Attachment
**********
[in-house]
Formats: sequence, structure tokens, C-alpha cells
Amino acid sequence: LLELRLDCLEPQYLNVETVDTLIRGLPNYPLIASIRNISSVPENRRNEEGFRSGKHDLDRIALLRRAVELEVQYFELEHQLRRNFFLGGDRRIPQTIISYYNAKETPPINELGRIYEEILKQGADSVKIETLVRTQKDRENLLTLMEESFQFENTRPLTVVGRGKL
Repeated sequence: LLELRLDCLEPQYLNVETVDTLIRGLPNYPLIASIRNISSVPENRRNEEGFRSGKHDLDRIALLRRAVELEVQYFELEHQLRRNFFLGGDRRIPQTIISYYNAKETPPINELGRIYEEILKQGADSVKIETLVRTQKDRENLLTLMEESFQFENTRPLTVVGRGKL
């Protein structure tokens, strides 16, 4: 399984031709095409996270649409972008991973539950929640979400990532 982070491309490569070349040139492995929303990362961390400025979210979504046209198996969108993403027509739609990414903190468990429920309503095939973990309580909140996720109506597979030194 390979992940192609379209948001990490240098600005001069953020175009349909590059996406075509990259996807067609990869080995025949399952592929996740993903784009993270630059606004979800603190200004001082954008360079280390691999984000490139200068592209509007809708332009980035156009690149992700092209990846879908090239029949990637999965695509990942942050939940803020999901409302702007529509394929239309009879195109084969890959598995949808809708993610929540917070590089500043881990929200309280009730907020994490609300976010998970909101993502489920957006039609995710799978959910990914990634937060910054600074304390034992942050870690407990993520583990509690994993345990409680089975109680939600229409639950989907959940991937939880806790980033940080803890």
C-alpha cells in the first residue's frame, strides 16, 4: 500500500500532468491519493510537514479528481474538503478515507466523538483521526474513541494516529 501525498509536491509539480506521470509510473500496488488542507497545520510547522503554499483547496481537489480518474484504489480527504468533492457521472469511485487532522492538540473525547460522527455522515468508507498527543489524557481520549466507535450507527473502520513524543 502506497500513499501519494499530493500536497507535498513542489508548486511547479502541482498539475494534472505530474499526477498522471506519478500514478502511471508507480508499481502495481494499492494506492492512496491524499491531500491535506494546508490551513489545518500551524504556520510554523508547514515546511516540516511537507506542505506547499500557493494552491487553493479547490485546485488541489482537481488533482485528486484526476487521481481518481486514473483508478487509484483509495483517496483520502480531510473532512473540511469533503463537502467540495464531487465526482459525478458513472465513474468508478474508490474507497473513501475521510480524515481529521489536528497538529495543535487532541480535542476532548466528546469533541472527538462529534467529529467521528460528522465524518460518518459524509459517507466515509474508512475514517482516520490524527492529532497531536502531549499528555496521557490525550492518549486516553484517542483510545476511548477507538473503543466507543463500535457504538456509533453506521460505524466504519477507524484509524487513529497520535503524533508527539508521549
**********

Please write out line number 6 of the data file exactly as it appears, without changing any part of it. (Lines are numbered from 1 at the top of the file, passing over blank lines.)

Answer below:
C-alpha cells in the first residue's frame, strides 16, 4: 500500500500532468491519493510537514479528481474538503478515507466523538483521526474513541494516529 501525498509536491509539480506521470509510473500496488488542507497545520510547522503554499483547496481537489480518474484504489480527504468533492457521472469511485487532522492538540473525547460522527455522515468508507498527543489524557481520549466507535450507527473502520513524543 502506497500513499501519494499530493500536497507535498513542489508548486511547479502541482498539475494534472505530474499526477498522471506519478500514478502511471508507480508499481502495481494499492494506492492512496491524499491531500491535506494546508490551513489545518500551524504556520510554523508547514515546511516540516511537507506542505506547499500557493494552491487553493479547490485546485488541489482537481488533482485528486484526476487521481481518481486514473483508478487509484483509495483517496483520502480531510473532512473540511469533503463537502467540495464531487465526482459525478458513472465513474468508478474508490474507497473513501475521510480524515481529521489536528497538529495543535487532541480535542476532548466528546469533541472527538462529534467529529467521528460528522465524518460518518459524509459517507466515509474508512475514517482516520490524527492529532497531536502531549499528555496521557490525550492518549486516553484517542483510545476511548477507538473503543466507543463500535457504538456509533453506521460505524466504519477507524484509524487513529497520535503524533508527539508521549